The known population size of the Critically Endangered Yuanbaoshan fir (Abies yuanbaoshanensis) more than doubled following extensive surveys in Yuanbaoshan National Nature Reserve (NNR), China in 2014. IUCN Member, Fauna & Flora International’s Xiaoya Li explains what this discovery means and how it will influence their conservation.
SOS funded surveys completed in late 2014 have led to an increase of the known population of Yuanbaoshan firs, from 280 to over 700 individuals, which included more than 250 saplings. This finding has more than doubled the known global population of the species.
Before the 2014 survey, the understanding was that there had been a significant and rapid decline in the Yuanbaoshan fir’s population. This conclusion was based upon various surveys conducted over the previous 30 years which recorded a decrease in population size from 900 individuals in 1982, to 589 in 1997 and just 280 in 2012.
These surveys did not all use the same methods, however, so to what extent these figures represent real changes in population over time or, reflect trees that were not incorporated in previous surveys is hard to judge. The fact that recent count included 250+ saplings is an encouraging sign that the species is reproducing in the wild and that the population may well have increased in recent years. The new global population estimate of 700 individuals, all of which occur at one site, means the species remains a high conservation priority.
The questions regarding reliability of previous data reinforces the need for the capacity building element of the SOS project, where in-country partners are training and mentoring Yuanbaoshan NNR staff. The support from SOS is helping to build the technical capacity of the reserve team, allowing them to consistently monitor the reserve’s population of trees and informing where the NNR chooses to monitor in the future which, is contributing to the development of effective management strategies for the species.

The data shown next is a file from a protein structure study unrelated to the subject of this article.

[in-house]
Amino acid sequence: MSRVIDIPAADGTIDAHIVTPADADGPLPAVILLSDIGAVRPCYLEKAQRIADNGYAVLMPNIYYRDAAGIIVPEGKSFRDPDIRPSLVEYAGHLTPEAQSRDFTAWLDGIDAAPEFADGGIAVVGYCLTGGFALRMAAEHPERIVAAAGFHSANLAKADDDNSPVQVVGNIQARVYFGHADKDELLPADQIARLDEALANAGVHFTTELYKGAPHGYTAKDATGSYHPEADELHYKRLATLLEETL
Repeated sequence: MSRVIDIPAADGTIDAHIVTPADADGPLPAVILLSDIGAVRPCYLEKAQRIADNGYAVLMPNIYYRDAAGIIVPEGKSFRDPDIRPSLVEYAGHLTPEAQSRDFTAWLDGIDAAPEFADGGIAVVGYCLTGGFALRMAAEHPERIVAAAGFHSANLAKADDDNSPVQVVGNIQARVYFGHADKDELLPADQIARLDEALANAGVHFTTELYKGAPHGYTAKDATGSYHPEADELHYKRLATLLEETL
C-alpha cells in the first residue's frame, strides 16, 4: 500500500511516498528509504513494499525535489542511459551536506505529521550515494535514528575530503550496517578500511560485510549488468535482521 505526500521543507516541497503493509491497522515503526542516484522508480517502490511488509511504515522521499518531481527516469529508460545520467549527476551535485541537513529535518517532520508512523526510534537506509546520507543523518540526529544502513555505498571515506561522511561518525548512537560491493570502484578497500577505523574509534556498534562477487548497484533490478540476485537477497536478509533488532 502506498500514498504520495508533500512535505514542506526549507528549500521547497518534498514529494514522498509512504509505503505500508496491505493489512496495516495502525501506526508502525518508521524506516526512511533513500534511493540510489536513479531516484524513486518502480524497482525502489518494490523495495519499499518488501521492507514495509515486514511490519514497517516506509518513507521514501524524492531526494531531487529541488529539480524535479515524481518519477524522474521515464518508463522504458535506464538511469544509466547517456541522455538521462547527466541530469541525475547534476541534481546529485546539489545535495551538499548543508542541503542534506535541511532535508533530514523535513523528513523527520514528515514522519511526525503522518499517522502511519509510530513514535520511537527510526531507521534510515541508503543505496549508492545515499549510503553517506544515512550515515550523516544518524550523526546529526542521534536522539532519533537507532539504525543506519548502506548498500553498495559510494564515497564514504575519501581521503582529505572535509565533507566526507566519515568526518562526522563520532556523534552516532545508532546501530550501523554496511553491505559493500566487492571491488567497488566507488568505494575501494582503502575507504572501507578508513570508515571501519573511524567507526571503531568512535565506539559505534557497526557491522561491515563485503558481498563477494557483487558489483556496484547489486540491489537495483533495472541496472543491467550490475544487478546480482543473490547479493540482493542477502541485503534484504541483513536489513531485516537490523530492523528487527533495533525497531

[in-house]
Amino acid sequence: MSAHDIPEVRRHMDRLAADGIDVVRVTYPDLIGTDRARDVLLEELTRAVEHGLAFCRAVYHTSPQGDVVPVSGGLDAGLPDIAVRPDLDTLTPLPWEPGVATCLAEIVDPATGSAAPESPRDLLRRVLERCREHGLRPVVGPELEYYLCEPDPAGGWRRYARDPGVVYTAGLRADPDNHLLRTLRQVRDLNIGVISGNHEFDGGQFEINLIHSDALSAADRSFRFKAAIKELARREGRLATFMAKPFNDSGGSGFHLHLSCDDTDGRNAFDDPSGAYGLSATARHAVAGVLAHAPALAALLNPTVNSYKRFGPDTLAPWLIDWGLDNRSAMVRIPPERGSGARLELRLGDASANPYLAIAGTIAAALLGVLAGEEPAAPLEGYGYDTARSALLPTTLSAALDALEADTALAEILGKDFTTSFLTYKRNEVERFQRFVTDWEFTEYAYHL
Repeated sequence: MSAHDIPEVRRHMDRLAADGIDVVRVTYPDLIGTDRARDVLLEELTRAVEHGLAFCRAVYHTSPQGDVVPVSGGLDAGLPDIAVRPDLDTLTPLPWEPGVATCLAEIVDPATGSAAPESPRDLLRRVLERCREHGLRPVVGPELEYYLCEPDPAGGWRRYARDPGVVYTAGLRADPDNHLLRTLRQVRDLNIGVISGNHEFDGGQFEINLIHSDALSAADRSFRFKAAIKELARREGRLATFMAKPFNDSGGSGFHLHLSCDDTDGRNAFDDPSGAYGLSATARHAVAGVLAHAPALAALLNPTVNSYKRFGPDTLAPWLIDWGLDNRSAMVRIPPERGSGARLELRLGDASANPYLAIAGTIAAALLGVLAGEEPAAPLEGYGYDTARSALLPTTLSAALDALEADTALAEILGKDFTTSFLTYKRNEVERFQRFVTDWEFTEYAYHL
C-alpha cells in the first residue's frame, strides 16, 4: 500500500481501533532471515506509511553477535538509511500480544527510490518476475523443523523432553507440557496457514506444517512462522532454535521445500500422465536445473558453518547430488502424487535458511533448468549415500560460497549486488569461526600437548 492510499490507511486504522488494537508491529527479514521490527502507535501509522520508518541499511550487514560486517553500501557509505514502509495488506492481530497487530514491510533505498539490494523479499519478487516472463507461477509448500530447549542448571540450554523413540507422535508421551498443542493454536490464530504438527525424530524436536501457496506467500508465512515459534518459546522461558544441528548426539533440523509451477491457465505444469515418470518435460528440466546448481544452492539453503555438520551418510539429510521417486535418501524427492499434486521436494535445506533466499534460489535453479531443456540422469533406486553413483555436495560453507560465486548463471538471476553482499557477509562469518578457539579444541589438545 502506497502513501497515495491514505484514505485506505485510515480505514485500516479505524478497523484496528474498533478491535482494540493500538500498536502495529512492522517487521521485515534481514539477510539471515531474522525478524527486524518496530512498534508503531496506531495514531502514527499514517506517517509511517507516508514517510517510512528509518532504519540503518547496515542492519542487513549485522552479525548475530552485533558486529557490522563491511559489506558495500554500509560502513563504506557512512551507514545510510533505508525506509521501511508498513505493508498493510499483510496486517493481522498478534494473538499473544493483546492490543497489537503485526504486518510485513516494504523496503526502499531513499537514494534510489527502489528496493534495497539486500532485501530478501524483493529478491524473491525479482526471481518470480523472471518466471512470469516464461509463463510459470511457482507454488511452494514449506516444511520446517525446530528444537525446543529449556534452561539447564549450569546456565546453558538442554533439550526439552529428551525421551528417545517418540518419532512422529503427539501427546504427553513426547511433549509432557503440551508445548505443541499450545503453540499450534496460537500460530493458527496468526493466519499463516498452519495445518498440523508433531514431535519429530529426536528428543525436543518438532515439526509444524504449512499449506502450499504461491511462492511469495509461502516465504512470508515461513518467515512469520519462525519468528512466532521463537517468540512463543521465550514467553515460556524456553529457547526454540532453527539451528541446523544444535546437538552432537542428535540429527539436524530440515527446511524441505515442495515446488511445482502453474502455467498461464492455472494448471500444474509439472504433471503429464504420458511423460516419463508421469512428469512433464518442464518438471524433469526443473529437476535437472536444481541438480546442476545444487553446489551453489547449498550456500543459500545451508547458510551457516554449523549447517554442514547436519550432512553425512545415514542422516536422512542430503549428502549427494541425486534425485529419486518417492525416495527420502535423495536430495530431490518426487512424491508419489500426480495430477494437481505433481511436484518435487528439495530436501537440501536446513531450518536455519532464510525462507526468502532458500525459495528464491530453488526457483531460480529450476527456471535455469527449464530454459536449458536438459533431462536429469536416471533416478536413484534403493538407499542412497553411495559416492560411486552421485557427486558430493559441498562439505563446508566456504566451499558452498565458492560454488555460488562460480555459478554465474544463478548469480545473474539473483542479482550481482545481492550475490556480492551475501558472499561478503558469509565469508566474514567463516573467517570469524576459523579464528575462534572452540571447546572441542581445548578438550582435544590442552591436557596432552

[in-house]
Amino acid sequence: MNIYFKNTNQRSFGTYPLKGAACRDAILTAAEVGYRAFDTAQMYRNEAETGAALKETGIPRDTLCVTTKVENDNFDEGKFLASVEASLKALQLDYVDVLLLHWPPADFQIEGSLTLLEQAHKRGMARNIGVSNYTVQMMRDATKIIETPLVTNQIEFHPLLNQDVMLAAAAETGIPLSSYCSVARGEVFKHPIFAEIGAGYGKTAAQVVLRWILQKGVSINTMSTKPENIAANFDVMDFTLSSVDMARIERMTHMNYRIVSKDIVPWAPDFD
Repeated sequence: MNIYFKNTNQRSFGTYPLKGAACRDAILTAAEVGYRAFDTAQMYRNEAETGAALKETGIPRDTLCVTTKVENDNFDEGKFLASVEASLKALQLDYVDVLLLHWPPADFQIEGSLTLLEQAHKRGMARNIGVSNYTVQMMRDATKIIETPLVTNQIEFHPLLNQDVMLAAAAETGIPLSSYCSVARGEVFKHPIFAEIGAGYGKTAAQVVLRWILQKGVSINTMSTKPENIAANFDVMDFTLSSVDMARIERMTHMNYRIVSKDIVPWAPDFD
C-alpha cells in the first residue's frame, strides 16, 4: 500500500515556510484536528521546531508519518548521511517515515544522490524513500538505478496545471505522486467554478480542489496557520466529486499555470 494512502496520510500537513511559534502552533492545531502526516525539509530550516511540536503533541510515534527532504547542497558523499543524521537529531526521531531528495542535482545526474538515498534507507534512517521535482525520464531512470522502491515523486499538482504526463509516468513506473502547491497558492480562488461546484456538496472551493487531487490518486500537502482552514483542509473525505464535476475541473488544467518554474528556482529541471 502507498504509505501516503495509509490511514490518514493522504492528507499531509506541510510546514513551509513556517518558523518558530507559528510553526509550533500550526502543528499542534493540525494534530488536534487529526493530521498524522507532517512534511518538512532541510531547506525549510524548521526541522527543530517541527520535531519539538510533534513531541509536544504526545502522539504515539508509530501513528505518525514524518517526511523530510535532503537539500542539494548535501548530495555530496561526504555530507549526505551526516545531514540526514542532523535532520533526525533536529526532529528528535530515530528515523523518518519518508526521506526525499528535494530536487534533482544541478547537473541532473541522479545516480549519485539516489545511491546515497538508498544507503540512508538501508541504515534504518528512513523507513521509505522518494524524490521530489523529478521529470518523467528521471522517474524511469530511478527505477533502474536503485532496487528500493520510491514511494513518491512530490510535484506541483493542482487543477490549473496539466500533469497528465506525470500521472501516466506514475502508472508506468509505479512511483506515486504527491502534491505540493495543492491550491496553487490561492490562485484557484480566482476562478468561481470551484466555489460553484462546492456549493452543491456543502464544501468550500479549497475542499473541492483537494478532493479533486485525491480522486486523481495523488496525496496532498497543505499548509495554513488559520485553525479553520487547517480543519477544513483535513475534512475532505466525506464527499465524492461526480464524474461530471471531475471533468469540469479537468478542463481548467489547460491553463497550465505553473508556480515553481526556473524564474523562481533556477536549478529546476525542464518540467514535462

The continued support to the NNR staff provided by the project partners and SOS is vitally important for the on-going conservation of the Yuanbaoshan fir and particularly for the next steps which will focus on propagating seedlings to re-introduce into the wild.
It is clear that the Yuanbaoshan Fir still face significant on-going threats which, are heightened by its limited distribution. The team is building upon its new skills to initiate a long-term monitoring system based on the data gathered in the 2014 surveys, which will allow local conservationists to track the population more accurately and, inform any conservation actions apply to the entire population.
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